Tamarind
Posts: 1866
Joined: Mon Nov 02, 2015 2:38 pm

Re: $800,000 Windfall. Love the 3-Fund portfolio approach. Wealth Managers in contact

Post by Tamarind » Fri Jul 20, 2018 6:07 am

Congrats on your windfall.

I don't think you need a wealth manager, but if you want advice and someone to ask investment and market questions of (besides us), you could try Vanguard PAS. They work with people with much larger portfolios than yours, use the same basic 3-4 fund approach we'll recommend, and are guaranteed not to try active management or any other shenanigans. They cost less than a traditional wealth manager (0.3% annually, no commissions), and you can quit using their service anytime without having to move money or change allocations.

I do think you might need to find a tax professional, as Vanguard can't do that for you last time I checked. You could pay a CPA a flat pre-arranged fee to help you make a plan for managing taxes over the next several years. For example, how should you prioritize tax-advantaged accounts, what would change as your income from work rises, how do charitable contributions affect your situation, etc. Have them do your taxes once (so you have an example to work from), with a eye to learning to do them yourself. If any CPA you speak to suggests you should buy insurance or investments from them, run.

The common thread here is that you can manage this yourself. It's not as complicated as it seems. There are hundreds of people on this forum managing as much or more of their own money. You don't need an ongoing paid relationship with advisors, but it can be helpful to purchase expert advice on an as-needed basis.

Also, another voice saying don't tell anyone around you and don't make any large purchases for at least a year. The only thing that should change is your fear level about a safe retirement.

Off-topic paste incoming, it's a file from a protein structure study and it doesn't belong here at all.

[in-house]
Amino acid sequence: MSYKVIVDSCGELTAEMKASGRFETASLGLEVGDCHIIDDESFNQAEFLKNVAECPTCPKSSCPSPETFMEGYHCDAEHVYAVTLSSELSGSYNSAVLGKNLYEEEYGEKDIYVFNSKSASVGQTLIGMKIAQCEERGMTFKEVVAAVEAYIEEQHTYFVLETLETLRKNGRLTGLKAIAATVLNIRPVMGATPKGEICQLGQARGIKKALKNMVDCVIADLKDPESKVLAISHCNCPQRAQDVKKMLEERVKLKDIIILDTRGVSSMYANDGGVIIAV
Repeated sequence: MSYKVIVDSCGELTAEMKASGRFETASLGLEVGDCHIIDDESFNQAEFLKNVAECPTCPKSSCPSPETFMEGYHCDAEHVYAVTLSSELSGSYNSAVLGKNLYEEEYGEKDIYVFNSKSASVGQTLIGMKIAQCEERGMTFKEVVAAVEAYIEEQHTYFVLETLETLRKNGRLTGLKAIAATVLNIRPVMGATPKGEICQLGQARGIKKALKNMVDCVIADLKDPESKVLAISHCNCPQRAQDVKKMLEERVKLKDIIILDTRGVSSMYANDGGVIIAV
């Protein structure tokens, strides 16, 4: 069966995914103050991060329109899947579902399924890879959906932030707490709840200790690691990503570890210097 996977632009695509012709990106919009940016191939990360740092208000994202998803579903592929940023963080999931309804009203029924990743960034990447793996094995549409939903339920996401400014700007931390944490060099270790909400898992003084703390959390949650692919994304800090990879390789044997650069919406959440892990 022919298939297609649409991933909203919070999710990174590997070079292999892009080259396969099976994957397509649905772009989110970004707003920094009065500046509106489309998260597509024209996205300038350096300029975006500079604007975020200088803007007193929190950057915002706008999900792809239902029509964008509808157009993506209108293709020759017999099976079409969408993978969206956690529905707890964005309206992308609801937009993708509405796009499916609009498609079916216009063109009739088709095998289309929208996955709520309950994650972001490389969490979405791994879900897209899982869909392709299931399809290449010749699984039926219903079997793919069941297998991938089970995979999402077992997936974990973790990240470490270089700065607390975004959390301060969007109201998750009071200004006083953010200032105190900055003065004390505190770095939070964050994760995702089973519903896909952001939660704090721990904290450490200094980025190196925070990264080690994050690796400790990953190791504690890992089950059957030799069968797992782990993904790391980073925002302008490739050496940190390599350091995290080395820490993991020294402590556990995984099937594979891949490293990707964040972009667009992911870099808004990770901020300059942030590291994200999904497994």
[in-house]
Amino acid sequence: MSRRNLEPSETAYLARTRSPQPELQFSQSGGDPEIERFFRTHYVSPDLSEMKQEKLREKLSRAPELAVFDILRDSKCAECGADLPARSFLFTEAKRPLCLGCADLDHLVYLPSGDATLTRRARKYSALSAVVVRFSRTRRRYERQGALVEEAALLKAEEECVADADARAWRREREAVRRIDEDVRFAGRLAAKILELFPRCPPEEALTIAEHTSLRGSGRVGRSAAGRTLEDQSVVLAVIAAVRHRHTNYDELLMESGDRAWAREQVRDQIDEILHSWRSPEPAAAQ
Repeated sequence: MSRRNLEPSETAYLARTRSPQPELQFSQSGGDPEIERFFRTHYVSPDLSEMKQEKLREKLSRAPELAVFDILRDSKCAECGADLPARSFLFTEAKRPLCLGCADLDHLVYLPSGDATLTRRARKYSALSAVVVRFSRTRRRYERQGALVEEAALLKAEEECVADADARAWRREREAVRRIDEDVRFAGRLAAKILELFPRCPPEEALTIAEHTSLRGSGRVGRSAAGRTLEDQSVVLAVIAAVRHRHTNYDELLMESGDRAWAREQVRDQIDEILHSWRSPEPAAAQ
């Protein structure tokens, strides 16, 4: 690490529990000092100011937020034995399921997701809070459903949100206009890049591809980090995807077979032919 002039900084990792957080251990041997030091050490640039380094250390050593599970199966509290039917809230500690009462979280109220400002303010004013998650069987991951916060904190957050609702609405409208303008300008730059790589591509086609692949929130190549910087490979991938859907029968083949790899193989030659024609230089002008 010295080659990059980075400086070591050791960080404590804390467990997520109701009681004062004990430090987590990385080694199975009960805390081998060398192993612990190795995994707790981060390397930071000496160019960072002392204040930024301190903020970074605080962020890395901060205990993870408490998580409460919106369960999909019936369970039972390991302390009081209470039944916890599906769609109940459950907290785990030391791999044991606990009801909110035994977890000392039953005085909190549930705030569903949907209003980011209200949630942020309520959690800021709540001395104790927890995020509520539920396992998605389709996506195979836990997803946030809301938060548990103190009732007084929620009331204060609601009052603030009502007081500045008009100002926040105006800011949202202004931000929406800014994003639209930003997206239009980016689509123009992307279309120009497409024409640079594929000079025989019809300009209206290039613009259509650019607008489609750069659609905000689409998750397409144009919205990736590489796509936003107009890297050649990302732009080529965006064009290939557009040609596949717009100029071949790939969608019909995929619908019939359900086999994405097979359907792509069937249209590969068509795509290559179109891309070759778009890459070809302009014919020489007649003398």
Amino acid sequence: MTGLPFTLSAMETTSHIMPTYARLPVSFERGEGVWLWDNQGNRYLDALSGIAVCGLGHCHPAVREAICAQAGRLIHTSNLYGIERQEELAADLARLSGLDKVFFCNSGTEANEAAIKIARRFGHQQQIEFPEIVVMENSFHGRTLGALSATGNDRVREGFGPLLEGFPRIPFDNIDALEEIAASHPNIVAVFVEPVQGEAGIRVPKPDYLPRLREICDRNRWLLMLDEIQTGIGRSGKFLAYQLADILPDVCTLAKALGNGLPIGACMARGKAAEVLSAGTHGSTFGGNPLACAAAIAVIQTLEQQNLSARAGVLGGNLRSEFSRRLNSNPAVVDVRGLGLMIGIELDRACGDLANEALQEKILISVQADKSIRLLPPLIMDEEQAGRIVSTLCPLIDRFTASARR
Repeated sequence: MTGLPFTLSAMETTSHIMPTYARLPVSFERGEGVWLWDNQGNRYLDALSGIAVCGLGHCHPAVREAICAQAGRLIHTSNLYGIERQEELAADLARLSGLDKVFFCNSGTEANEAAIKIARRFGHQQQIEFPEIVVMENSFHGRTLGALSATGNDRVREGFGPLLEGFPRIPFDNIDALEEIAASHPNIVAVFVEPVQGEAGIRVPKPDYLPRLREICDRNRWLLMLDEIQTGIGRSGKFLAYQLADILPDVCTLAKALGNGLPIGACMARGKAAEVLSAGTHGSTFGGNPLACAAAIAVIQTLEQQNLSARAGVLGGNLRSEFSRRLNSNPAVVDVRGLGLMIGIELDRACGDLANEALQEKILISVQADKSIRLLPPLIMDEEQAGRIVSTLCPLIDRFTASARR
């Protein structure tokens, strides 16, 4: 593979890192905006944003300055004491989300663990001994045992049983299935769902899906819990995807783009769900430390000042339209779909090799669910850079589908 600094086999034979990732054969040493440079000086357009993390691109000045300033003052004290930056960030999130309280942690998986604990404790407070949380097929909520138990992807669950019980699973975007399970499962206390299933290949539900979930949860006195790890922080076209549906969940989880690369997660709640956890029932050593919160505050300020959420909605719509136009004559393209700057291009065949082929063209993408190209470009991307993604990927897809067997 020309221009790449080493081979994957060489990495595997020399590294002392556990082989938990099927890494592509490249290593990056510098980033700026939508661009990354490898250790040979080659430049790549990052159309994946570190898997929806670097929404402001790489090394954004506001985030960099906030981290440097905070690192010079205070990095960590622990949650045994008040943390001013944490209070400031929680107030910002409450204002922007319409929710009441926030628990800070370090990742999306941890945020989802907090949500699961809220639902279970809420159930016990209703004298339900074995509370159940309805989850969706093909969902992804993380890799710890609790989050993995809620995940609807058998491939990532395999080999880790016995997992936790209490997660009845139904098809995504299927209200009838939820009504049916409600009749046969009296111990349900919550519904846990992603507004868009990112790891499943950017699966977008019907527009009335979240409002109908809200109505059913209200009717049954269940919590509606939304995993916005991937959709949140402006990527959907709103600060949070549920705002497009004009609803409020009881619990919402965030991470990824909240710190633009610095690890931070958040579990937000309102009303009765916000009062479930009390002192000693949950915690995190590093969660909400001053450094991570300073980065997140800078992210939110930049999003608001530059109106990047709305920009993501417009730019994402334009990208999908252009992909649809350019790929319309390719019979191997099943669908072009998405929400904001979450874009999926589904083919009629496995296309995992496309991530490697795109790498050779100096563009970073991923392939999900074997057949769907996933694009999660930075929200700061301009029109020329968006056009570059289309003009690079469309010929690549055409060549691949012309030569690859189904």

Jack FFR1846
Posts: 10791
Joined: Tue Dec 31, 2013 7:05 am
Location: 26 miles, 385 yards west of Copley Square

Re: $800,000 Windfall. Love the 3-Fund portfolio approach. Wealth Managers in contact

Post by Jack FFR1846 » Fri Jul 20, 2018 6:21 am

Not only do you not need some wealth stealer, you really need to stay away from these thieves.

The primary job of a wealth manager is:

1) Convince you that only he can fend off the boogie man
2) Create a huge number of fund/stock/non-liquid investments so you are too scared to touch it because mere humans can''t possibly understand all the moving parts.
3) Generate fees in as sneaky of a way as possible.
4) Never forget the wealth manager's creed: "It's my money, and my quest is to take if from the client while smiling to his face".

With a couple million dollars invested, I spend all of 15 minutes a year "managing" it. My expense is less than 0.04% overall. Just create a 3 fund in the allocation that makes sense for you. If that's too hard, buy a target date fund for now and learn more.
Bogle: Smart Beta is stupid

racy
Posts: 242
Joined: Sun Mar 30, 2008 7:38 am
Location: Nebraska

Re: $800,000 Windfall. Love the 3-Fund portfolio approach. Wealth Managers in contact

Post by racy » Fri Jul 20, 2018 6:33 am

Maple1234 wrote:
Fri Jul 20, 2018 1:29 am
.... I am 25 years old and single. ... I'm nervous that I seem to be entering the market with a relatively large amount of money during what seems to be close to the end of a very long bull run. ....
At 65, I've been through many market corrections and a couple of crashes. And, before I'm dead I'm pretty sure I'll experience some more. Construct an asset allocation and, as they say around here, "stay the course".

User avatar
TomatoTomahto
Posts: 9745
Joined: Mon Apr 11, 2011 1:48 pm

Re: $800,000 Windfall. Love the 3-Fund portfolio approach. Wealth Managers in contact

Post by TomatoTomahto » Fri Jul 20, 2018 6:38 am

Jack FFR1846 wrote:
Fri Jul 20, 2018 6:21 am
Not only do you not need some wealth stealer, you really need to stay away from these thieves.

The primary job of a wealth manager is:

1) Convince you that only he can fend off the boogie man
2) Create a huge number of fund/stock/non-liquid investments so you are too scared to touch it because mere humans can''t possibly understand all the moving parts.
3) Generate fees in as sneaky of a way as possible.
4) Never forget the wealth manager's creed: "It's my money, and my quest is to take if from the client while smiling to his face".